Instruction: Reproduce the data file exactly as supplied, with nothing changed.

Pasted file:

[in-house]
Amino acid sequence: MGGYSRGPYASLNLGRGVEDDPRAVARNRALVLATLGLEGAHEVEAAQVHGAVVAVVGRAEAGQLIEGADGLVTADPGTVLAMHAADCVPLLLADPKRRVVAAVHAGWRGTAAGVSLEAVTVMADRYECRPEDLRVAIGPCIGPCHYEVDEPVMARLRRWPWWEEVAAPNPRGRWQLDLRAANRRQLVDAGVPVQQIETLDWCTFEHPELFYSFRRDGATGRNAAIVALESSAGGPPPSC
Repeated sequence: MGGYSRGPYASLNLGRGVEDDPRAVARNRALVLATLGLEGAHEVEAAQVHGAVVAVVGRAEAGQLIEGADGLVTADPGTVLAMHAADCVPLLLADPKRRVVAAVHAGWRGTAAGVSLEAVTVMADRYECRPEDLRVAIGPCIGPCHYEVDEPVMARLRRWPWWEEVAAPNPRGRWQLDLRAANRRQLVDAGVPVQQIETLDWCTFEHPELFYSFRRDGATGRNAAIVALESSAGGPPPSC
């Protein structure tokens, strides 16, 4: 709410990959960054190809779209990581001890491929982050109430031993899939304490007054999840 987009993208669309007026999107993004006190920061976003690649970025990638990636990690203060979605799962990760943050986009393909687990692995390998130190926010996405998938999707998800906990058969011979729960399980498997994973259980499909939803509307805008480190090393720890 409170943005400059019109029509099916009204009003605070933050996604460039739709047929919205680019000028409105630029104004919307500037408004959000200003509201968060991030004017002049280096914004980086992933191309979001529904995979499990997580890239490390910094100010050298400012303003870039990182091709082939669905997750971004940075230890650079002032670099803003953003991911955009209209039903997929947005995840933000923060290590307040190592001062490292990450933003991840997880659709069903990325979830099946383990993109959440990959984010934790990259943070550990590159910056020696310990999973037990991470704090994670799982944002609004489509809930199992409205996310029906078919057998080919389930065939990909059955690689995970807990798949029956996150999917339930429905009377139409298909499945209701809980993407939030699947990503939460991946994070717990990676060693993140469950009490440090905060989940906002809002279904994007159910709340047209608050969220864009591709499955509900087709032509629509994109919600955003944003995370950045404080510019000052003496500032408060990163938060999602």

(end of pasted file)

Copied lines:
[in-house]
Amino acid sequence: MGGYSRGPYASLNLGRGVEDDPRAVARNRALVLATLGLEGAHEVEAAQVHGAVVAVVGRAEAGQLIEGADGLVTADPGTVLAMHAADCVPLLLADPKRRVVAAVHAGWRGTAAGVSLEAVTVMADRYECRPEDLRVAIGPCIGPCHYEVDEPVMARLRRWPWWEEVAAPNPRGRWQLDLRAANRRQLVDAGVPVQQIETLDWCTFEHPELFYSFRRDGATGRNAAIVALESSAGGPPPSC
Repeated sequence: MGGYSRGPYASLNLGRGVEDDPRAVARNRALVLATLGLEGAHEVEAAQVHGAVVAVVGRAEAGQLIEGADGLVTADPGTVLAMHAADCVPLLLADPKRRVVAAVHAGWRGTAAGVSLEAVTVMADRYECRPEDLRVAIGPCIGPCHYEVDEPVMARLRRWPWWEEVAAPNPRGRWQLDLRAANRRQLVDAGVPVQQIETLDWCTFEHPELFYSFRRDGATGRNAAIVALESSAGGPPPSC
């Protein structure tokens, strides 16, 4: 709410990959960054190809779209990581001890491929982050109430031993899939304490007054999840 987009993208669309007026999107993004006190920061976003690649970025990638990636990690203060979605799962990760943050986009393909687990692995390998130190926010996405998938999707998800906990058969011979729960399980498997994973259980499909939803509307805008480190090393720890 409170943005400059019109029509099916009204009003605070933050996604460039739709047929919205680019000028409105630029104004919307500037408004959000200003509201968060991030004017002049280096914004980086992933191309979001529904995979499990997580890239490390910094100010050298400012303003870039990182091709082939669905997750971004940075230890650079002032670099803003953003991911955009209209039903997929947005995840933000923060290590307040190592001062490292990450933003991840997880659709069903990325979830099946383990993109959440990959984010934790990259943070550990590159910056020696310990999973037990991470704090994670799982944002609004489509809930199992409205996310029906078919057998080919389930065939990909059955690689995970807990798949029956996150999917339930429905009377139409298909499945209701809980993407939030699947990503939460991946994070717990990676060693993140469950009490440090905060989940906002809002279904994007159910709340047209608050969220864009591709499955509900087709032509629509994109919600955003944003995370950045404080510019000052003496500032408060990163938060999602």